A catbird’s diet is about 50% fruit and berries. They also eat a variety of insects, spiders, worms and ants.
Catbirds nest in much of North America and are winter visitors to Florida and Central America. It is likely that the Florida birds nest in the mid-Atlantic and New England and Midwestern birds head south to Mexico and beyond.
A lot of human snowbirds are flocking here this winter from other states. But there were no other cars in the small gravel parking lot of the southern entrance to Savannas Preserve State Park, off Jensen Beach Boulevard in Jensen Beach just after 8 a.m. this morning.
I had been up since 5 a.m. since I love mornings, new days, fresh starts, new years.
The Gray Catbird belongs to the genus Dumetella, which means “small thicket.” And that’s exactly where you should go look for this little skulker.
The preserve was intensely peaceful this morning – just the sound of distant traffic and the close-by gentle mewing of these birds. (Sometimes the sound they make is more like the waah of a quiet-ish baby.)
It’s a mewing time of year for catbirds, not a singing time. In nesting season the males are as creative in their songs as other members of the mimid family.
Holly berries (food for catbirds) are Christmas-seasonal here in Florida too. I think this is Dahoon holly.
Here is where I took a detour off the main trail in search of the edge of a wetland and maybe a Wilson’s snipe, a bird that has been eluding my efforts to photograph it for a few years now.
New year, new bird was my plan. Alas! I did not find a snipe. So much for my Snipe hunt.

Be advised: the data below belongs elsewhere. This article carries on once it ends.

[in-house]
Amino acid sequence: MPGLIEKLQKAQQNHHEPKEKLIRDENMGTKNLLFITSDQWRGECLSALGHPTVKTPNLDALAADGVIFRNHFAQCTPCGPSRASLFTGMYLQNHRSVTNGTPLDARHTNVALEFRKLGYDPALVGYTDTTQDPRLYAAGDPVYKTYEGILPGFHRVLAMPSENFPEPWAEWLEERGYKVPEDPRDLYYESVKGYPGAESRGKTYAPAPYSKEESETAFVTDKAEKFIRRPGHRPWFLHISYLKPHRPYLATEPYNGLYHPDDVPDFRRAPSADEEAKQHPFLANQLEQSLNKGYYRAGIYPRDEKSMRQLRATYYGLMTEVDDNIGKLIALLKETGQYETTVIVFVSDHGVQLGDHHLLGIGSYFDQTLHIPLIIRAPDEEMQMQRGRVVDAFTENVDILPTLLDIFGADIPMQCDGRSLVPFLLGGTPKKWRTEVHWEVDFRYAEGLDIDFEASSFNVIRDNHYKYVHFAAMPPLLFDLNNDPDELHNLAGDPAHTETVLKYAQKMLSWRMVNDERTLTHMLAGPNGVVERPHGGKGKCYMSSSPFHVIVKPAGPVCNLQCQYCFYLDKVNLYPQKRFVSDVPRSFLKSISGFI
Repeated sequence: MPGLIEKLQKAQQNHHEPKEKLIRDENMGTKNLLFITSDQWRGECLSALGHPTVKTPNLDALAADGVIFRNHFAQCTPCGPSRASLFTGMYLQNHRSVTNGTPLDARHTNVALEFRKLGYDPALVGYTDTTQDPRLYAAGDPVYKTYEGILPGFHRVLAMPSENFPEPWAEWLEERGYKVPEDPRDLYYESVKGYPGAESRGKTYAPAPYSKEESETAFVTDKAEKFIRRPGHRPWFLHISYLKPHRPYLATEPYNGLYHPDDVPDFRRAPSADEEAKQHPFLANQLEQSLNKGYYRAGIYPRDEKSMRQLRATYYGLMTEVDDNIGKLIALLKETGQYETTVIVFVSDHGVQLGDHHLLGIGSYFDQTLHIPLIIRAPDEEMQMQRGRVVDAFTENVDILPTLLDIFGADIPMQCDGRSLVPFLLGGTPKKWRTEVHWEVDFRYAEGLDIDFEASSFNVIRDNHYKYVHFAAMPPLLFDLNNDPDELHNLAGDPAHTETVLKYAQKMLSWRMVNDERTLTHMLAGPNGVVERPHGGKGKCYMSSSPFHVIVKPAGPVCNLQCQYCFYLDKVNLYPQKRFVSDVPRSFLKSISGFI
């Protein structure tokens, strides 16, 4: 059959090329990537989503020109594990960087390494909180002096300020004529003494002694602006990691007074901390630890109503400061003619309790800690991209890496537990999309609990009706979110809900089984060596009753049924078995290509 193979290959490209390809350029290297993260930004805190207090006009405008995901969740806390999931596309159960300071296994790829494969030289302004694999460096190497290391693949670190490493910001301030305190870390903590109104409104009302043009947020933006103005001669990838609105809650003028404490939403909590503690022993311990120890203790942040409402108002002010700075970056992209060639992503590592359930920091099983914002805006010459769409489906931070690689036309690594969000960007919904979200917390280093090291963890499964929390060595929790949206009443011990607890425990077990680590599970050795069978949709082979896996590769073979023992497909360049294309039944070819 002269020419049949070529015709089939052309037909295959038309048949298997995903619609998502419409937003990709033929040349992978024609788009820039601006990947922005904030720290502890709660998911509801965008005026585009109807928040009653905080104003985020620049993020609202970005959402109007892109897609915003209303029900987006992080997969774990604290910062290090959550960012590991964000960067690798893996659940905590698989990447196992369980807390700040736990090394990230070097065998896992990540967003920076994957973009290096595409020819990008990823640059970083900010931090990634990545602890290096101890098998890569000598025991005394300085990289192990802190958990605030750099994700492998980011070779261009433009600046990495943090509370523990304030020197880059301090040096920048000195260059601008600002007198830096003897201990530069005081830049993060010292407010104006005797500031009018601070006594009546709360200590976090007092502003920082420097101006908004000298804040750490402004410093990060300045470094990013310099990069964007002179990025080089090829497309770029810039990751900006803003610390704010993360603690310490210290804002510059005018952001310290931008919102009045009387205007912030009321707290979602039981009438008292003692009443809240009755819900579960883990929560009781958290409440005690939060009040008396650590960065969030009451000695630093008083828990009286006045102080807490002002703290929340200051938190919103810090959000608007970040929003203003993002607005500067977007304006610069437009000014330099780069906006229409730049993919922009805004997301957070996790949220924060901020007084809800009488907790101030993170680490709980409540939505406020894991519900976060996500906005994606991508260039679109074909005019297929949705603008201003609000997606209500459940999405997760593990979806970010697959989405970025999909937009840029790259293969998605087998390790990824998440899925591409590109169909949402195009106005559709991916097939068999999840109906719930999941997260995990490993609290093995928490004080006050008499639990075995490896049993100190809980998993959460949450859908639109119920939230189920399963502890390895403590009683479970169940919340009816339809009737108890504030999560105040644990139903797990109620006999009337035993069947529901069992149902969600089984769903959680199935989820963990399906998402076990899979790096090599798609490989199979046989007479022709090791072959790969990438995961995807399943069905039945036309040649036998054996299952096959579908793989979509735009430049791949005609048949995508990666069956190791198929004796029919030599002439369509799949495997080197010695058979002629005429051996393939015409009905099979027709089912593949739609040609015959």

Low sun and a misty morning made spider webs visible. It’s been warm and humid for early winter.
Some webs were more geometric than others.
The edge of the first wetland was too muddy and so I tried a second trail that branched off the main trail.
The combination of crispy dry plant life and mud underfoot is characteristic of the lower-elevation seasonal wetlands in the Savannas.
I saw signs of wild pigs on my walk, and I found a couple of what looked like pig traps. There was a bit of grain left in this one, but the “gate” was held open with a strap and a couple of S hooks, so I’m not sure how the trap works.
Feral pigs are a problem in the Savannas and pretty much all of Florida.
…the problem can be traced to 1539 when Hernando DeSoto brought hogs into southwest Florida, and some of them found freedom in the New World. Nearly 500 years later, there are some 3 million descendants of these “pioneer pigs” across the nation.
Something made a slippery splash near here, like a small gator, big snake, maybe an otter. Or a small pig? I did not see it but I remained quite vigilant, stepping carefully, scanning near and far.
I believe this type of attention to our surroundings is something we are losing to screens and the Great Indoors, so I like to refresh my skills now and then.
When the trail degraded into a network of pig paths, all dug up and snout-rooted, I decided to backtrack to more comfortable walking.
One of the many problems caused by the pigs…
Rooting — digging for foods below the surface of the ground — destabilizes the soil surface, uprooting or weakening native vegetation, damaging lawns and causing erosion. Their wallowing behavior destroys small ponds and stream banks, which may affect water quality.
It was growing in the middle of one of the lesser-used trails I walked this morning. It’s a Florida native annual herbaceous wildflower, and so named because it was thought that milkwort growing in cow fields would cause cows to give more milk.
I think it looks like a little yellow fireworks explosion. Happy New Year!
When one tugs at a single thing in nature, he finds it attached to the rest of the world. – John Muir